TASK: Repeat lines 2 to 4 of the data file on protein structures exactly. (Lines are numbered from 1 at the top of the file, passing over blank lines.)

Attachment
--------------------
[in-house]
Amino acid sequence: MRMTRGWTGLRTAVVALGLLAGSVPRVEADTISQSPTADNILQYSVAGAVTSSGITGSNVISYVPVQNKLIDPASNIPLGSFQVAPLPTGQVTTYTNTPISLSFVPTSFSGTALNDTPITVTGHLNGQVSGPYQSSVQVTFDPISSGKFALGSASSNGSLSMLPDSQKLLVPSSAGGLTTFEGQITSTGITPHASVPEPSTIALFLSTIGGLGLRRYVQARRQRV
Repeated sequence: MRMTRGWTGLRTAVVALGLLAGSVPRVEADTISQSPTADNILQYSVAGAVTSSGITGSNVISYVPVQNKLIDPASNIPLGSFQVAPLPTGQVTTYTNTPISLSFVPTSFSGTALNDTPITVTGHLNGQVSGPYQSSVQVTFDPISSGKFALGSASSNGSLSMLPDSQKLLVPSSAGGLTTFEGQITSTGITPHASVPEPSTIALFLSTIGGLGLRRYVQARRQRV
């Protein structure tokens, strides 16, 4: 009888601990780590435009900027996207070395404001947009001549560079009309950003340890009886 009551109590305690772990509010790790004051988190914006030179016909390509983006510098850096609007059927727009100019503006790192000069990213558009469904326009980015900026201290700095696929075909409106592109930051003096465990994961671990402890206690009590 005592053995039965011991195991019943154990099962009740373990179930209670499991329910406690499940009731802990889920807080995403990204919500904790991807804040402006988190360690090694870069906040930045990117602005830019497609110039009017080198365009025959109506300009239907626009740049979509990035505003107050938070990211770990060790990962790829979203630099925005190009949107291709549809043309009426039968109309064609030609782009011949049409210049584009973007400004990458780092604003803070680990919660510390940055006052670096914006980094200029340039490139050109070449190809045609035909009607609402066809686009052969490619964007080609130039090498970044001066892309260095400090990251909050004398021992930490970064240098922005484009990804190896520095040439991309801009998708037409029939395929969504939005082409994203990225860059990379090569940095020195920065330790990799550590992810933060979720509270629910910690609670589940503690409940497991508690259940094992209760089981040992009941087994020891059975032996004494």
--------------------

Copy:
Amino acid sequence: MRMTRGWTGLRTAVVALGLLAGSVPRVEADTISQSPTADNILQYSVAGAVTSSGITGSNVISYVPVQNKLIDPASNIPLGSFQVAPLPTGQVTTYTNTPISLSFVPTSFSGTALNDTPITVTGHLNGQVSGPYQSSVQVTFDPISSGKFALGSASSNGSLSMLPDSQKLLVPSSAGGLTTFEGQITSTGITPHASVPEPSTIALFLSTIGGLGLRRYVQARRQRV
Repeated sequence: MRMTRGWTGLRTAVVALGLLAGSVPRVEADTISQSPTADNILQYSVAGAVTSSGITGSNVISYVPVQNKLIDPASNIPLGSFQVAPLPTGQVTTYTNTPISLSFVPTSFSGTALNDTPITVTGHLNGQVSGPYQSSVQVTFDPISSGKFALGSASSNGSLSMLPDSQKLLVPSSAGGLTTFEGQITSTGITPHASVPEPSTIALFLSTIGGLGLRRYVQARRQRV
């Protein structure tokens, strides 16, 4: 009888601990780590435009900027996207070395404001947009001549560079009309950003340890009886 009551109590305690772990509010790790004051988190914006030179016909390509983006510098850096609007059927727009100019503006790192000069990213558009469904326009980015900026201290700095696929075909409106592109930051003096465990994961671990402890206690009590 005592053995039965011991195991019943154990099962009740373990179930209670499991329910406690499940009731802990889920807080995403990204919500904790991807804040402006988190360690090694870069906040930045990117602005830019497609110039009017080198365009025959109506300009239907626009740049979509990035505003107050938070990211770990060790990962790829979203630099925005190009949107291709549809043309009426039968109309064609030609782009011949049409210049584009973007400004990458780092604003803070680990919660510390940055006052670096914006980094200029340039490139050109070449190809045609035909009607609402066809686009052969490619964007080609130039090498970044001066892309260095400090990251909050004398021992930490970064240098922005484009990804190896520095040439991309801009998708037409029939395929969504939005082409994203990225860059990379090569940095020195920065330790990799550590992810933060979720509270629910910690609670589940503690409940497991508690259940094992209760089981040992009941087994020891059975032996004494």